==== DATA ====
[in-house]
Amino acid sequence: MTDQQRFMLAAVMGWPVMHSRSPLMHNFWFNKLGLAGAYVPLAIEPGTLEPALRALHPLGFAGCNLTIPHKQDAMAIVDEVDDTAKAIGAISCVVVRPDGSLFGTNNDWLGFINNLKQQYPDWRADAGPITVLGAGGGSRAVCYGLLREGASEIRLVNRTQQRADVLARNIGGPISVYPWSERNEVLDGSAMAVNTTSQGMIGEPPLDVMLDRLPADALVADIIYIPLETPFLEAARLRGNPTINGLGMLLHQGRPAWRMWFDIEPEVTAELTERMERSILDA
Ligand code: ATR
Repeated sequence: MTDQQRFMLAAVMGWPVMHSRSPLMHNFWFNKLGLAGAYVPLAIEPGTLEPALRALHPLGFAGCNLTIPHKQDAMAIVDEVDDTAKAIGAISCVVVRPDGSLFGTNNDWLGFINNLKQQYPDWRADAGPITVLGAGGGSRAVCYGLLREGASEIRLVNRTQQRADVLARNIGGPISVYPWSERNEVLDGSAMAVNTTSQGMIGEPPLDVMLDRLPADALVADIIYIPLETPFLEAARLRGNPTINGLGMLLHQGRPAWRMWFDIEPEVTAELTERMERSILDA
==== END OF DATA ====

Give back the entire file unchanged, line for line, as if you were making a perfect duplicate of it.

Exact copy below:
[in-house]
Amino acid sequence: MTDQQRFMLAAVMGWPVMHSRSPLMHNFWFNKLGLAGAYVPLAIEPGTLEPALRALHPLGFAGCNLTIPHKQDAMAIVDEVDDTAKAIGAISCVVVRPDGSLFGTNNDWLGFINNLKQQYPDWRADAGPITVLGAGGGSRAVCYGLLREGASEIRLVNRTQQRADVLARNIGGPISVYPWSERNEVLDGSAMAVNTTSQGMIGEPPLDVMLDRLPADALVADIIYIPLETPFLEAARLRGNPTINGLGMLLHQGRPAWRMWFDIEPEVTAELTERMERSILDA
Ligand code: ATR
Repeated sequence: MTDQQRFMLAAVMGWPVMHSRSPLMHNFWFNKLGLAGAYVPLAIEPGTLEPALRALHPLGFAGCNLTIPHKQDAMAIVDEVDDTAKAIGAISCVVVRPDGSLFGTNNDWLGFINNLKQQYPDWRADAGPITVLGAGGGSRAVCYGLLREGASEIRLVNRTQQRADVLARNIGGPISVYPWSERNEVLDGSAMAVNTTSQGMIGEPPLDVMLDRLPADALVADIIYIPLETPFLEAARLRGNPTINGLGMLLHQGRPAWRMWFDIEPEVTAELTERMERSILDA